Two works of Lenz depict just such a totalitarian society, the short story, "Die Augenbinde" … and the apparent reworking of the same theme in the play also entitled Die Augenbinde…. In the short story three men who play cards together during their ride home on a commuter train talk about the serial story one of them had read in his local newspaper about the happenings in a small town called Tekhila…. The story describes how the whole town, led by the mayor who has a leather eye-cover, goes to the school-house to capture the son of the teacher for his "crime" of being able to see. The father tries to protect his son by denials and justifications, but the young boy freely admits his newly gained sight.

He pleads for his freedom by telling the townspeople that precisely because he can see, he could be useful to them since he could show them the economic possibilities of Tekhila. But they do not react…. So he is captured, taken out of town and bound to the one end of the water-wheel drawn around in a circle by a mule, and the cover is put on his eyes. Everything is done without hesitation, without words, as if it had been done many times before, and the man who binds the boy seems to do it out of a sense of personal experience…. The one word which is never mentioned throughout the whole story is "blindness!"

In the play, Die Augenbinde, a similar theme is presented. Here it is a scientific expedition stranded at a place called Mallidor, where everybody is blind. The members of the expedition are called upon to join the community, and it becomes increasingly clear to them that they will not be allowed to leave. But the price to join life at Mallidor is conformity with life there, blindness. In contrast to Tekhila, physical force is applied only as a last resort. The first approach is persuasion, persuasion to put on the eye-cover or mask…. Should they not "choose" to take the eye-cover and accept the life of the community, they are faced with total abandonment and eventual death. (pp. 689-90)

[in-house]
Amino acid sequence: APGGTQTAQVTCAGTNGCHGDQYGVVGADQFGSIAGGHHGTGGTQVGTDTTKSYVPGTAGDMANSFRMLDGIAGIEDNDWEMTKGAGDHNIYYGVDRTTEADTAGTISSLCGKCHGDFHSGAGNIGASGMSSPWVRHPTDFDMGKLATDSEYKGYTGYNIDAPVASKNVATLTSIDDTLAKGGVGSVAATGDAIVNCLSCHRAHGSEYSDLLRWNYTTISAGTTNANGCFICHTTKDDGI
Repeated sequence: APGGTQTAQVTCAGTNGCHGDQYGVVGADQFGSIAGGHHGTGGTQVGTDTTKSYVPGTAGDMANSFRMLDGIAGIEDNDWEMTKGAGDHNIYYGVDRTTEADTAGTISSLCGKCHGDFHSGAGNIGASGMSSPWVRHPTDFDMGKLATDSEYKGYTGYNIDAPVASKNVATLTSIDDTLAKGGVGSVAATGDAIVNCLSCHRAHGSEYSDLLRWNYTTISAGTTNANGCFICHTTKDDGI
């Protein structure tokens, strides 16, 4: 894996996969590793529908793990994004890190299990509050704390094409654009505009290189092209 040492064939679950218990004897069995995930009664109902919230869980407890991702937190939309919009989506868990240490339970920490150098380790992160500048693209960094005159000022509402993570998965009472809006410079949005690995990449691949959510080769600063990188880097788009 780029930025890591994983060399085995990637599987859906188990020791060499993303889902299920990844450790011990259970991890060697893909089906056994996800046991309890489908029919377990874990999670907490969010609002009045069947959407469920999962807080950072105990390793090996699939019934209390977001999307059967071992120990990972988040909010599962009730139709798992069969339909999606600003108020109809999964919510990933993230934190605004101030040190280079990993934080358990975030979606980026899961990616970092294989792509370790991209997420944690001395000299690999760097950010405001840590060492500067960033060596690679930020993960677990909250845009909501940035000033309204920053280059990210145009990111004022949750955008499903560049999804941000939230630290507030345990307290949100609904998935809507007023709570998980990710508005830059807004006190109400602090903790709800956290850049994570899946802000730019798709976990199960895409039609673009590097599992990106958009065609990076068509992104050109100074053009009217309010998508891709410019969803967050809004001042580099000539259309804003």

Slowly the forces of Mallidor seem to win, and one by one the members of the expeditionary group choose the security of submission and acceptance, take the cover, and go to town just as in Eugène Ionesco's Rhinoceros and Max Frisch's Andorra the characters opt for conformity. First they see the rule of blindness as a sickness that permeated everything in town…. Later Carla, the only woman of the group, and one who … constitutes the pivotal center and the core of resistance, analyzes it more correctly saying that it is fear that made these laws, the fear that light should fall into a "diseased" eye…. It is a rule that fears the light because it could not prevail over people with open eyes. It will therefore use whatever means it can to establish its control over people. One means was violence, the other persuasion. Convenient slogans were used to brain-wash the population and give this ultimately anti-human rule a cover of respectability, even of humanitarianism…. And it is again Carla who rebels against them. It is Carla who recognizes the diabolical reversal of values which prevails in this society where insight is negated and blindness is used for its own distorted aims…. Only the blind can be led by such words. Blindness then stands here as the symbol of ignorance and evil, the counterpart of enlightened knowledge symbolized by light.